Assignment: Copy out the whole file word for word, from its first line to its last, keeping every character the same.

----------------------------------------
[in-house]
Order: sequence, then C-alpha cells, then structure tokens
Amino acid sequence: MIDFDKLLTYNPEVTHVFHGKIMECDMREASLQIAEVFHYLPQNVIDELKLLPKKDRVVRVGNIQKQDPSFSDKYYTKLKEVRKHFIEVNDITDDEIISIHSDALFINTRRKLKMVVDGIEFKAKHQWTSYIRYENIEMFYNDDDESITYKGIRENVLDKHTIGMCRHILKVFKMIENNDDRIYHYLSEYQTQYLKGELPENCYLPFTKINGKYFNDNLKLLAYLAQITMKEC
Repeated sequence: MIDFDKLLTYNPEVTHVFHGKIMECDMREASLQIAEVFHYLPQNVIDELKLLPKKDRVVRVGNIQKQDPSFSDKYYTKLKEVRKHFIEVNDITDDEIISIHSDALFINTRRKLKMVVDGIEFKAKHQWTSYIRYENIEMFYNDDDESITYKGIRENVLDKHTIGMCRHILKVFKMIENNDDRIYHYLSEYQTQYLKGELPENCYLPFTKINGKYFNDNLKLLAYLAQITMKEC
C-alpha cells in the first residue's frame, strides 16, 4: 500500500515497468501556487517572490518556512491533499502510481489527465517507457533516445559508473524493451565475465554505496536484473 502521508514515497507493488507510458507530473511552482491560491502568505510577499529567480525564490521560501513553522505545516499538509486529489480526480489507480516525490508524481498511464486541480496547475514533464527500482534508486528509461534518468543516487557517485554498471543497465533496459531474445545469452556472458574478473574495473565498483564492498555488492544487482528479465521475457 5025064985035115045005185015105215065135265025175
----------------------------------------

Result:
[in-house]
Order: sequence, then C-alpha cells, then structure tokens
Amino acid sequence: MIDFDKLLTYNPEVTHVFHGKIMECDMREASLQIAEVFHYLPQNVIDELKLLPKKDRVVRVGNIQKQDPSFSDKYYTKLKEVRKHFIEVNDITDDEIISIHSDALFINTRRKLKMVVDGIEFKAKHQWTSYIRYENIEMFYNDDDESITYKGIRENVLDKHTIGMCRHILKVFKMIENNDDRIYHYLSEYQTQYLKGELPENCYLPFTKINGKYFNDNLKLLAYLAQITMKEC
Repeated sequence: MIDFDKLLTYNPEVTHVFHGKIMECDMREASLQIAEVFHYLPQNVIDELKLLPKKDRVVRVGNIQKQDPSFSDKYYTKLKEVRKHFIEVNDITDDEIISIHSDALFINTRRKLKMVVDGIEFKAKHQWTSYIRYENIEMFYNDDDESITYKGIRENVLDKHTIGMCRHILKVFKMIENNDDRIYHYLSEYQTQYLKGELPENCYLPFTKINGKYFNDNLKLLAYLAQITMKEC
C-alpha cells in the first residue's frame, strides 16, 4: 500500500515497468501556487517572490518556512491533499502510481489527465517507457533516445559508473524493451565475465554505496536484473 502521508514515497507493488507510458507530473511552482491560491502568505510577499529567480525564490521560501513553522505545516499538509486529489480526480489507480516525490508524481498511464486541480496547475514533464527500482534508486528509461534518468543516487557517485554498471543497465533496459531474445545469452556472458574478473574495473565498483564492498555488492544487482528479465521475457 5025064985035115045005185015105215065135265025175